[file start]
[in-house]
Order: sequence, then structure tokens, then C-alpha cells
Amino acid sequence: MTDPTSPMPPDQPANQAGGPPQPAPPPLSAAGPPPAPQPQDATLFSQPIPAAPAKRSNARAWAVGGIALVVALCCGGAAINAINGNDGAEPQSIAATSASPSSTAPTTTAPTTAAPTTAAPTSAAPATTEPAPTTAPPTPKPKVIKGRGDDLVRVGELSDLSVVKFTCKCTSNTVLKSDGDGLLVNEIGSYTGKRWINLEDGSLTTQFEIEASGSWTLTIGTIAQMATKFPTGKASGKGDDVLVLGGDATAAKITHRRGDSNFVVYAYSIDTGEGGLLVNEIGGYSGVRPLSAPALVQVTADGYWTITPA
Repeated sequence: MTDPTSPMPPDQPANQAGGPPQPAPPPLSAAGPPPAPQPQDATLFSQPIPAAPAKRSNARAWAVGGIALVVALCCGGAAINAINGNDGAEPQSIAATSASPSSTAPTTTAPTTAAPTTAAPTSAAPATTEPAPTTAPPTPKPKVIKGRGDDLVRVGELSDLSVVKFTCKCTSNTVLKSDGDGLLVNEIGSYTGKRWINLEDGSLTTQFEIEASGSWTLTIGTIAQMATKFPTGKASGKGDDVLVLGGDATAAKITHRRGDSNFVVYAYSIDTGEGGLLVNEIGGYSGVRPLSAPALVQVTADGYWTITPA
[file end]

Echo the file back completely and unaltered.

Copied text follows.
[in-house]
Order: sequence, then structure tokens, then C-alpha cells
Amino acid sequence: MTDPTSPMPPDQPANQAGGPPQPAPPPLSAAGPPPAPQPQDATLFSQPIPAAPAKRSNARAWAVGGIALVVALCCGGAAINAINGNDGAEPQSIAATSASPSSTAPTTTAPTTAAPTTAAPTSAAPATTEPAPTTAPPTPKPKVIKGRGDDLVRVGELSDLSVVKFTCKCTSNTVLKSDGDGLLVNEIGSYTGKRWINLEDGSLTTQFEIEASGSWTLTIGTIAQMATKFPTGKASGKGDDVLVLGGDATAAKITHRRGDSNFVVYAYSIDTGEGGLLVNEIGGYSGVRPLSAPALVQVTADGYWTITPA
Repeated sequence: MTDPTSPMPPDQPANQAGGPPQPAPPPLSAAGPPPAPQPQDATLFSQPIPAAPAKRSNARAWAVGGIALVVALCCGGAAINAINGNDGAEPQSIAATSASPSSTAPTTTAPTTAAPTTAAPTSAAPATTEPAPTTAPPTPKPKVIKGRGDDLVRVGELSDLSVVKFTCKCTSNTVLKSDGDGLLVNEIGSYTGKRWINLEDGSLTTQFEIEASGSWTLTIGTIAQMATKFPTGKASGKGDDVLVLGGDATAAKITHRRGDSNFVVYAYSIDTGEGGLLVNEIGGYSGVRPLSAPALVQVTADGYWTITPA